Dinosaur Track Detectives:
Stance and Balance
Primary Lesson Plan (2nd
Werner (1999) Girdwood, Alaska
||The recent discovery of Alaskan North Slope
dinosaur tracks provides further evidence that
dinosaurs not only lived, but also thrived in
the polar regions. In this exercise students will
become detectives who are searching for clues
from tracks. The following are some suggestions
for fun hands-on investigations.
||After completing this lesson, students will
be able to:
- Classify the tracks of many different animals
according to size, stance, and shape.
- Understand that a series of tracks is a
clue to the maker's size, stance, speed, and
- Understand the role and process of a research
- Variety of real-sized cat, dog, bird, and
dinosaur tracks (see page attached)
- Track worksheet (see page attached)
- Buckets or pans of mud, sand, and dry dirt
- Chalk and board or paper and marker
- Fork, knife, and spoon hidden in a paper
- Large inkpad and paper
- Print and Assemble Dinosaur
and Modern Animal Tracks
||STANCE AND BALANCE VARIATION
||Begin the lesson with a question/answer period.
Start this by drawing a circle on the board and
ask students what needs to be added to create
a dinosaur. They will say the obvious- eyes, ears,
nose, and mouth. Encourage them to be specific.
Are the eyes on the front or side of the head?
Do the ears stick out like humans or are they
simply holes like reptiles? Continue with a discussion
of anatomy and dinosaur ADAPTATIONS. Introduce
the following terminology: bipeds, quadrupeds,
carnivores, herbivores, and digits. Listed below
are a few sample lead-in questions.
Conclude the brainstorm of dinosaur ADAPTATIONS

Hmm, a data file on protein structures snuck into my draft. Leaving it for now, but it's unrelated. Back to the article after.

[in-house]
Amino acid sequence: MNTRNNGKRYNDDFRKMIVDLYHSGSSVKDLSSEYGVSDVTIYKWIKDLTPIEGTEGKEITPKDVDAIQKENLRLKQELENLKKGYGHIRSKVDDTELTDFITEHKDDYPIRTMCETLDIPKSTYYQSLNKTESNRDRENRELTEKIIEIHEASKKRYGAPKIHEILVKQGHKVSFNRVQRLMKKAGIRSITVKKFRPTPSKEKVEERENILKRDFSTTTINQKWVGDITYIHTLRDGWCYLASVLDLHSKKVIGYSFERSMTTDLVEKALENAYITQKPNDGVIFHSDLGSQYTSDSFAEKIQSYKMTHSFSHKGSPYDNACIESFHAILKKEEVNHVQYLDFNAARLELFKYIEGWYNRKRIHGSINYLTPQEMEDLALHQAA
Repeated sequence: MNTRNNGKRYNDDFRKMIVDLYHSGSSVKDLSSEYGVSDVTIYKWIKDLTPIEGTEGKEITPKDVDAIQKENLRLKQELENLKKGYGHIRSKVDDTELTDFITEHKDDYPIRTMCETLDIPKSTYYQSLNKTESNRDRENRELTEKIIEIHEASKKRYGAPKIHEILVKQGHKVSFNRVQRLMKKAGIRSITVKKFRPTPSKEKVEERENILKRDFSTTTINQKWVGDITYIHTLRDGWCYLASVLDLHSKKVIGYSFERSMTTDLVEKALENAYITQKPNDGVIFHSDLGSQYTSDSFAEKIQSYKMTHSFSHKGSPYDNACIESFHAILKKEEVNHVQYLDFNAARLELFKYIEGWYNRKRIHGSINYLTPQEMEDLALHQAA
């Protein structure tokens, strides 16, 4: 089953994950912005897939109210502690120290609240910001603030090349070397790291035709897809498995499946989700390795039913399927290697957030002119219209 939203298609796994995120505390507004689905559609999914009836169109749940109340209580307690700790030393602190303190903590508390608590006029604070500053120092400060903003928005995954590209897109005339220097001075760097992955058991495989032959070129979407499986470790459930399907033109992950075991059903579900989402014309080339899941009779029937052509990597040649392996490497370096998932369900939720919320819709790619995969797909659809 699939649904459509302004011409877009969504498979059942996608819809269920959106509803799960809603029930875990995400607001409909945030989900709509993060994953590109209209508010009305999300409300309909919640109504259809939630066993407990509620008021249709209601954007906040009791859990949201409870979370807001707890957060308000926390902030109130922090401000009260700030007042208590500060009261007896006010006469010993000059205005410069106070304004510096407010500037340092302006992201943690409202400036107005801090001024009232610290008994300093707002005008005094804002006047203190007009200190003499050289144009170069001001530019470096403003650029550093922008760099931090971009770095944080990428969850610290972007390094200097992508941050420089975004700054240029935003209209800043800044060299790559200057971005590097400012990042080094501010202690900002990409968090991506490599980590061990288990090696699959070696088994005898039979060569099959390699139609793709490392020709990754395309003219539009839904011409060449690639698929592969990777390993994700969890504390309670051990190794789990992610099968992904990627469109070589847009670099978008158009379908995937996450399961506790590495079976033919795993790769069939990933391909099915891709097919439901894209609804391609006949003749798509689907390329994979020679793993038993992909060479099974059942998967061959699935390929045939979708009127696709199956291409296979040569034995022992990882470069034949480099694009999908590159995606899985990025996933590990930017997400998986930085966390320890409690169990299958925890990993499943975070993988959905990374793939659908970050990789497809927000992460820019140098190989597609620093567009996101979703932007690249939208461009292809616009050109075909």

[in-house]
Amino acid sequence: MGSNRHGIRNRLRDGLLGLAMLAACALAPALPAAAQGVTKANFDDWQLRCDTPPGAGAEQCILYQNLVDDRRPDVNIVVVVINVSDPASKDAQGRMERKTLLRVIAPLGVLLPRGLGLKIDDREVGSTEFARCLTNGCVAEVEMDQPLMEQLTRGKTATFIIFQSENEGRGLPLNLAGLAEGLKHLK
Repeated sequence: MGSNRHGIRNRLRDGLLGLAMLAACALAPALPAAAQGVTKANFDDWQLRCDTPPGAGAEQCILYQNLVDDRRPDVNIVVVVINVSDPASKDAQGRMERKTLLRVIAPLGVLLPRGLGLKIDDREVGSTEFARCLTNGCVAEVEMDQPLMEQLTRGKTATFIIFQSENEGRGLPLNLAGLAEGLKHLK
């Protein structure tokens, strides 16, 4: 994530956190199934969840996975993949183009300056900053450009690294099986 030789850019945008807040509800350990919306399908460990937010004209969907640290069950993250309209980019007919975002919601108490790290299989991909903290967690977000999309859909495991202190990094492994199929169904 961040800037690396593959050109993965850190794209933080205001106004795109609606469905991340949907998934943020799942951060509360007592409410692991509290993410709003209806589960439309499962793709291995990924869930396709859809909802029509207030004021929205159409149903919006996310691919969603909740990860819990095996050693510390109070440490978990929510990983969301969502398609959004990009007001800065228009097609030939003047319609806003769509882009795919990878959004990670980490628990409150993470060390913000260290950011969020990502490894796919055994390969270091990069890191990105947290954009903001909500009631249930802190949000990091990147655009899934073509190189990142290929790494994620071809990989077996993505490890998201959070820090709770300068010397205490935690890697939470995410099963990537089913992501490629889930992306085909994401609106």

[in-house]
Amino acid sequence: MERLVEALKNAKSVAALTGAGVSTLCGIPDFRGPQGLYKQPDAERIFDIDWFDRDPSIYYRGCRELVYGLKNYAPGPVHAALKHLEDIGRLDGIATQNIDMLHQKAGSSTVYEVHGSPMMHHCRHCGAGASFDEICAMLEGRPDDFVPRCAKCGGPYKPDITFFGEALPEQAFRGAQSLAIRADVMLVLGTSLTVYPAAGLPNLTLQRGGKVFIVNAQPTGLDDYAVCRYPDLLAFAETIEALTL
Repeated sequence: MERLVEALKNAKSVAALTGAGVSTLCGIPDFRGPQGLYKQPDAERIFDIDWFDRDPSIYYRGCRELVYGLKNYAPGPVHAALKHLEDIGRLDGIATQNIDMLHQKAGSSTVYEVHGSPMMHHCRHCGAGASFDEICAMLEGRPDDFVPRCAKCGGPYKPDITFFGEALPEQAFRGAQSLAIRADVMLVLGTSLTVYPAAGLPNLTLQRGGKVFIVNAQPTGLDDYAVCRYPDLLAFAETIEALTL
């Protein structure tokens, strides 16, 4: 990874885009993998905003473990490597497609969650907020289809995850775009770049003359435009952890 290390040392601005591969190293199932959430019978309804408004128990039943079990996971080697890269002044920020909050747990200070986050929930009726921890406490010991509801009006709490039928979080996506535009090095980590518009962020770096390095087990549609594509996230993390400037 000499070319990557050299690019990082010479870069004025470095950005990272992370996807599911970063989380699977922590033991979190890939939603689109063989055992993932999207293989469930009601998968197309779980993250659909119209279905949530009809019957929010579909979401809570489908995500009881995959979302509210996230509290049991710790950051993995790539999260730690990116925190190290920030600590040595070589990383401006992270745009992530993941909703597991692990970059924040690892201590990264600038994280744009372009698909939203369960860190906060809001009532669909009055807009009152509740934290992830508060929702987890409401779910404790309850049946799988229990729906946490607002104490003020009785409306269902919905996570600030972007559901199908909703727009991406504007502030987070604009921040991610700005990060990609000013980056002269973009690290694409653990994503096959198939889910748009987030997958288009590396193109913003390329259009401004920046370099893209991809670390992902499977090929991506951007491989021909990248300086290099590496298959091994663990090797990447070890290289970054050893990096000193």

and then explain to the students that they will
now learn how scientists figured out some of these
- How many legs do dinosaurs use for walking
or running? Bipeds walk on two feet while
quadrupeds walk on all four. Which is faster?
Which is more stable?
- How many digits (toes and fingers) do you
have? Do all dinosaurs have the same number
of digits? Different dinosaurs adapted with
different numbers of digits. Was it because
they used their toes and fingers for different
purposes? Dinosaurs with four digits per limb
used them for stability and balance on the
ground. Dinosaurs with three-digit limbs used
them for holding and grasping prey.
|Dinosaurs either stood on two legs or four legs.
Scientists have determined that dinosaurs adapted
according to their needs. Those that depended
on stability to graze on plants and trees would
use all four legs. Yet, hunting aggressive dinosaurs
often used two for speed - either chasing or fleeing.
The following activity will help introduce this
idea. Tell the students to stand on all fours
(two hands down and two feet down). Then tell
them to lift one hand, one foot, the other hand,
and any combination thereof. Also have them try
to move around on two legs versus four. Is it
easier for them to stand on all fours or on just
one foot? Introduce the concept of balance. It
is naturally easier to balance with more limbs
on the ground. Greater stability often compromises
speed. This explains why dinosaurs with different
needs had different bodies.
||BE A RESEARCH TEAM:
A good scientist must know WHERE to look for clues.
Ask students to remember the last time they made
a track (or got in trouble for making a track).
Many will respond that they have made mud tracks
or dirt tracks. At this point, introduce the buckets/pans
of mud, sand, and dry dirt. Ask students to hypothesize
which medium will best preserve their track. Allow
students to work in smaller groups to explore
the effects of their thumbprints in the different
mediums. Explain to students that the sand, dirt,
and mud all turn to rock after lots of time and
pressure. Allow them to decide what kind of rocks
they may find dinosaur tracks in - sandstone,
|Review findings with students. Ask them what
clues scientists use to learn about dinosaurs.
If there is time, let them create their own imaginary
dinosaur print. They can investigate their creation
as well as each others' dinosaur tracks for size,
speed, and other elements of lifestyle.
dinosaurs - One group of extinct
reptiles (orders Saurischia and Ornithischia)
that lived during the Mesozoic
anatomy - The structure or
parts of an animal like the skeletal system.
biped - An animal that walks
on two legs.
quadruped - An animal that
walks on four legs.
digits - A finger or toe.